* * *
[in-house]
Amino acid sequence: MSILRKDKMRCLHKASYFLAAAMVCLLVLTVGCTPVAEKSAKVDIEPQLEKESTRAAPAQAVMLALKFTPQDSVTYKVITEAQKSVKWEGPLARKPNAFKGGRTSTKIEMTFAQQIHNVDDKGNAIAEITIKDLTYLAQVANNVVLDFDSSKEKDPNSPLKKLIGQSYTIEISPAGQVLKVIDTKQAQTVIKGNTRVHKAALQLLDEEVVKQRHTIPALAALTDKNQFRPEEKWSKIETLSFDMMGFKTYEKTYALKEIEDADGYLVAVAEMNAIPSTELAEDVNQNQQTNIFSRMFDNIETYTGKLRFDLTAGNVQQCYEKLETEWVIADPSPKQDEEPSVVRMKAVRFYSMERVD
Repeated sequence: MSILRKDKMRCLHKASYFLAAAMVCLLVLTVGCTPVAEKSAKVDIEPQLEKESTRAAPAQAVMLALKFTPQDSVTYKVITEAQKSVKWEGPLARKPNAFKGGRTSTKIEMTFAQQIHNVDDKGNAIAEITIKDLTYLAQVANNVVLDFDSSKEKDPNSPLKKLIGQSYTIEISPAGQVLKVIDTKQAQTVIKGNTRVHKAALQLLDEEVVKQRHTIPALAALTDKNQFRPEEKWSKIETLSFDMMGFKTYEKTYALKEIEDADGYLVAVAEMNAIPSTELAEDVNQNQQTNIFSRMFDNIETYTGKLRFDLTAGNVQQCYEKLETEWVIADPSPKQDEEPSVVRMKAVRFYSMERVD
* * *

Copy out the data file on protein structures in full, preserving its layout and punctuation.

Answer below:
[in-house]
Amino acid sequence: MSILRKDKMRCLHKASYFLAAAMVCLLVLTVGCTPVAEKSAKVDIEPQLEKESTRAAPAQAVMLALKFTPQDSVTYKVITEAQKSVKWEGPLARKPNAFKGGRTSTKIEMTFAQQIHNVDDKGNAIAEITIKDLTYLAQVANNVVLDFDSSKEKDPNSPLKKLIGQSYTIEISPAGQVLKVIDTKQAQTVIKGNTRVHKAALQLLDEEVVKQRHTIPALAALTDKNQFRPEEKWSKIETLSFDMMGFKTYEKTYALKEIEDADGYLVAVAEMNAIPSTELAEDVNQNQQTNIFSRMFDNIETYTGKLRFDLTAGNVQQCYEKLETEWVIADPSPKQDEEPSVVRMKAVRFYSMERVD
Repeated sequence: MSILRKDKMRCLHKASYFLAAAMVCLLVLTVGCTPVAEKSAKVDIEPQLEKESTRAAPAQAVMLALKFTPQDSVTYKVITEAQKSVKWEGPLARKPNAFKGGRTSTKIEMTFAQQIHNVDDKGNAIAEITIKDLTYLAQVANNVVLDFDSSKEKDPNSPLKKLIGQSYTIEISPAGQVLKVIDTKQAQTVIKGNTRVHKAALQLLDEEVVKQRHTIPALAALTDKNQFRPEEKWSKIETLSFDMMGFKTYEKTYALKEIEDADGYLVAVAEMNAIPSTELAEDVNQNQQTNIFSRMFDNIETYTGKLRFDLTAGNVQQCYEKLETEWVIADPSPKQDEEPSVVRMKAVRFYSMERVD